Its official name on federal maps is "Monadnock Mountain". 
Ralph Waldo Emerson, Henry David Thoreau, and Margaret Fuller visited the mountain and wrote fondly of it. Emerson was a frequent visitor, and made the mountain the subject of "Monadnoc",  one of his most famous poems. Thoreau visited the mountain four times between 1844 and 1860 and spent a great deal of time observing and cataloging natural phenomena. He is regarded as having written one of the first serious naturalist inventories of the mountain. A bog near the summit of Mount Monadnock and a rocky lookout off the Cliff Walk trail are named after him; another lookout is named after Emerson. 
In 1858, Moses Cudworth of Rindge opened the "Halfway House" hotel on the south side of the mountain, roughly halfway from the base to the summit. The "Toll Road" was built to service it. By that time the popularity of the mountain was booming, and it was not long before Cudworth enlarged the hotel to accommodate 100 guests. On busy summer days, the stables at the Halfway House held as many as 75 horses. The Halfway House became public property when hundreds of residents of the nearby towns formed a coalition to buy the Toll Road and hotel and prevent a radio tower from being constructed on the summit. After the hotel burned down in 1954, a concession stand operated at the site until 1969 when it and the toll road were both closed to public vehicles. Moses Spring, with its source in a hole drilled through a rock behind the site, is one of the few remaining artifacts of the hotel years. The foundations of two water tanks, and the nearby reservoir that fed them, are extant on the hillside above the Old Halfway House.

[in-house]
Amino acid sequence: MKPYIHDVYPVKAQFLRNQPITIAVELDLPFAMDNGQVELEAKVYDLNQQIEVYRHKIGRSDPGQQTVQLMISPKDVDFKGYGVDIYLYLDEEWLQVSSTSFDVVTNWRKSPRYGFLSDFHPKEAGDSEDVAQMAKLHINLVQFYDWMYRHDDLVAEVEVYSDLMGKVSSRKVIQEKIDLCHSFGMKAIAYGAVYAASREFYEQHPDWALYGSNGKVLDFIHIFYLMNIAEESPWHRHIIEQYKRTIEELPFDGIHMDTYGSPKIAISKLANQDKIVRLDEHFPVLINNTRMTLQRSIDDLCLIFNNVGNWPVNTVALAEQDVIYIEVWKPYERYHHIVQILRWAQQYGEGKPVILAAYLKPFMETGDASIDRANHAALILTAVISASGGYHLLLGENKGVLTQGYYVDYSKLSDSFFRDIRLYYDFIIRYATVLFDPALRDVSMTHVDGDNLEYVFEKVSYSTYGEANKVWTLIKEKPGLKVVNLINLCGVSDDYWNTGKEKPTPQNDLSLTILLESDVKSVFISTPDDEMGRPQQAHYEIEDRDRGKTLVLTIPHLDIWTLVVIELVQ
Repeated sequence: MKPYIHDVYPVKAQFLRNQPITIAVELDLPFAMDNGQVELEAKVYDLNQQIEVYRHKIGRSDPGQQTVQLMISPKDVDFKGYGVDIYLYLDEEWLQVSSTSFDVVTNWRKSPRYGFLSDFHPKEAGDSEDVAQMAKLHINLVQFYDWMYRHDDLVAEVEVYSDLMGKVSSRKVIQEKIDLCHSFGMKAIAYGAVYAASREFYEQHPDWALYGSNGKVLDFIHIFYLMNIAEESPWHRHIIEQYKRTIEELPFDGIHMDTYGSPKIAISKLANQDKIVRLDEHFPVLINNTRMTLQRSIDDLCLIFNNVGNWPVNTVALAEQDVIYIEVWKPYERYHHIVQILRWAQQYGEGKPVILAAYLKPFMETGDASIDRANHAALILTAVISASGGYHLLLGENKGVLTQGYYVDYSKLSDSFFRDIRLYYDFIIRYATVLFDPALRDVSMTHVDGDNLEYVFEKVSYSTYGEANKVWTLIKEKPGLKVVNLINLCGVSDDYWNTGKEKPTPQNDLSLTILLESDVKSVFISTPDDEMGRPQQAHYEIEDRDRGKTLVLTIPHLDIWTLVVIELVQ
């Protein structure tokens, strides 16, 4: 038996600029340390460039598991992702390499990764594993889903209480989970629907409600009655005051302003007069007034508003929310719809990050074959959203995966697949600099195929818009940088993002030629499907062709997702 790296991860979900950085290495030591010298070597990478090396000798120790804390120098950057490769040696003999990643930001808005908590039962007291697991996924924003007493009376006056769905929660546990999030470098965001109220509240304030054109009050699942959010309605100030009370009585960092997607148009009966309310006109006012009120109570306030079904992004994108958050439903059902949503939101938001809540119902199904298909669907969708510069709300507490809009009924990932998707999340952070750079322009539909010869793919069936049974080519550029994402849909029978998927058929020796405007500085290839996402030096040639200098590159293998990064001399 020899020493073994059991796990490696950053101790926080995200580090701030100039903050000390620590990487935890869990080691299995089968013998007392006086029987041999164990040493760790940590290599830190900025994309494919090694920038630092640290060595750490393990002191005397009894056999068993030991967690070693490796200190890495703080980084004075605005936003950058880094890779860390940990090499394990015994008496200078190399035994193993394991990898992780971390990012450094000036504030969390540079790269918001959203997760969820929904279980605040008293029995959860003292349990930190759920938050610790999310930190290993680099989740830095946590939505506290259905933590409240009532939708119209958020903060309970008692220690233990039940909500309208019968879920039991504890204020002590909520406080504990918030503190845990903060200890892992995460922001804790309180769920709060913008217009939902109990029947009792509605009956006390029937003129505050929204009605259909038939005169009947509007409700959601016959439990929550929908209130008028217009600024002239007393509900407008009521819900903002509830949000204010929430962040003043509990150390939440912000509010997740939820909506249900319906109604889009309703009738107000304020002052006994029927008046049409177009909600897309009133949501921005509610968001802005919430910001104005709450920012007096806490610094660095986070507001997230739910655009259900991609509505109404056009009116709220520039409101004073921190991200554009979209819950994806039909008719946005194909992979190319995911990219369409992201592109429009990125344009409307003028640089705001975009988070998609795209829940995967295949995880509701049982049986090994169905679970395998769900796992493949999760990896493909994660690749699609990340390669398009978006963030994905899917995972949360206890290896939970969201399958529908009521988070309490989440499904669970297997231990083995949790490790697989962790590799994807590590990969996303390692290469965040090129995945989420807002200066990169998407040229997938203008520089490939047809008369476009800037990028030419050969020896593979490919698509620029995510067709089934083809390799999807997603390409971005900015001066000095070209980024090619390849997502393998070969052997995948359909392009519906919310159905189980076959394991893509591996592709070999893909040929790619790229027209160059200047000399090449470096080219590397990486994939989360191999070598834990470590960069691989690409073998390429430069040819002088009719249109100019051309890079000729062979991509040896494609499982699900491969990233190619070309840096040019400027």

A small firewarden's hut was located on the summit of Mount Monadnock and operated from 1911 to 1948, when it was decommissioned with the advent of modern means of detecting forest fires. The hut remained as a snack bar and hikers' shelter until 1969 and was removed in 1972. A small cabin, located farther down the mountain, served as the fire lookout's residence. It, too, is gone. 
A private dwelling, 400 feet (120 m) south of the site of the former Halfway House, is the last remaining inholding on the mountain above 1,000 feet (300 m).
The earliest recorded ascent of Mount Monadnock took place in 1725 by Captain Samuel Willard and fourteen rangers under his command who camped at the top and used the summit as a lookout while patrolling for Native Americans. Before the practice came to be frowned upon, many early hikers carved their names in the summit; the earliest such engraving reads "S. Dakin, 1801" and is attributed to a local town clerk.